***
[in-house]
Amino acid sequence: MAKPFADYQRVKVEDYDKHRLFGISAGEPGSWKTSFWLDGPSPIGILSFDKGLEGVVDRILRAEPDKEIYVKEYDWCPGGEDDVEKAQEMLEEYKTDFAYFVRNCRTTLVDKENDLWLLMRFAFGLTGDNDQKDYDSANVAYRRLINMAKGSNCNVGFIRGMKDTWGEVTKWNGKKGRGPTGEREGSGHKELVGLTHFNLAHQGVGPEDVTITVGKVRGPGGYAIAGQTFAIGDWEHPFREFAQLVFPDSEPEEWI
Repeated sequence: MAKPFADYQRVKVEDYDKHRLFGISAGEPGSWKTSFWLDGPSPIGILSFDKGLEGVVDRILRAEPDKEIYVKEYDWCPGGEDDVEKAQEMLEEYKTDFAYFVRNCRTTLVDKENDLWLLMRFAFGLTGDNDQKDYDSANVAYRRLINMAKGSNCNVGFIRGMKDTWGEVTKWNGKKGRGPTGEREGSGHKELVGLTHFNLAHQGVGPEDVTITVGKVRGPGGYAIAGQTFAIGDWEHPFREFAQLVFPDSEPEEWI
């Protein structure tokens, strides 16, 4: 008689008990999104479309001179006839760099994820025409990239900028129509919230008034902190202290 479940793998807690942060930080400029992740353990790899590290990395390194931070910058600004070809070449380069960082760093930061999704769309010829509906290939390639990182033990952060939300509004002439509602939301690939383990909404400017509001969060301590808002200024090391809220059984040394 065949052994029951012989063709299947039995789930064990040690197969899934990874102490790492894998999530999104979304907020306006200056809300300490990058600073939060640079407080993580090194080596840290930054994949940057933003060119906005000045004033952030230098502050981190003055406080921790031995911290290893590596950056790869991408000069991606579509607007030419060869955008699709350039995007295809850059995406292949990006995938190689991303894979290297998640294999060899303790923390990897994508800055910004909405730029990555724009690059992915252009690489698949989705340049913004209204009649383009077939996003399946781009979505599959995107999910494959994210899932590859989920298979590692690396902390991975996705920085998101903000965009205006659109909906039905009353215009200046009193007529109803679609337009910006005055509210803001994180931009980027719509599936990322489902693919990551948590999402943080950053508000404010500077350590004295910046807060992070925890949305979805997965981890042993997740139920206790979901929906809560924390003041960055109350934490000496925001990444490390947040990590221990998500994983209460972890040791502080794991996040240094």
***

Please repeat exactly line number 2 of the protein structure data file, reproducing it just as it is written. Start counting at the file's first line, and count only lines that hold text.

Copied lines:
Amino acid sequence: MAKPFADYQRVKVEDYDKHRLFGISAGEPGSWKTSFWLDGPSPIGILSFDKGLEGVVDRILRAEPDKEIYVKEYDWCPGGEDDVEKAQEMLEEYKTDFAYFVRNCRTTLVDKENDLWLLMRFAFGLTGDNDQKDYDSANVAYRRLINMAKGSNCNVGFIRGMKDTWGEVTKWNGKKGRGPTGEREGSGHKELVGLTHFNLAHQGVGPEDVTITVGKVRGPGGYAIAGQTFAIGDWEHPFREFAQLVFPDSEPEEWI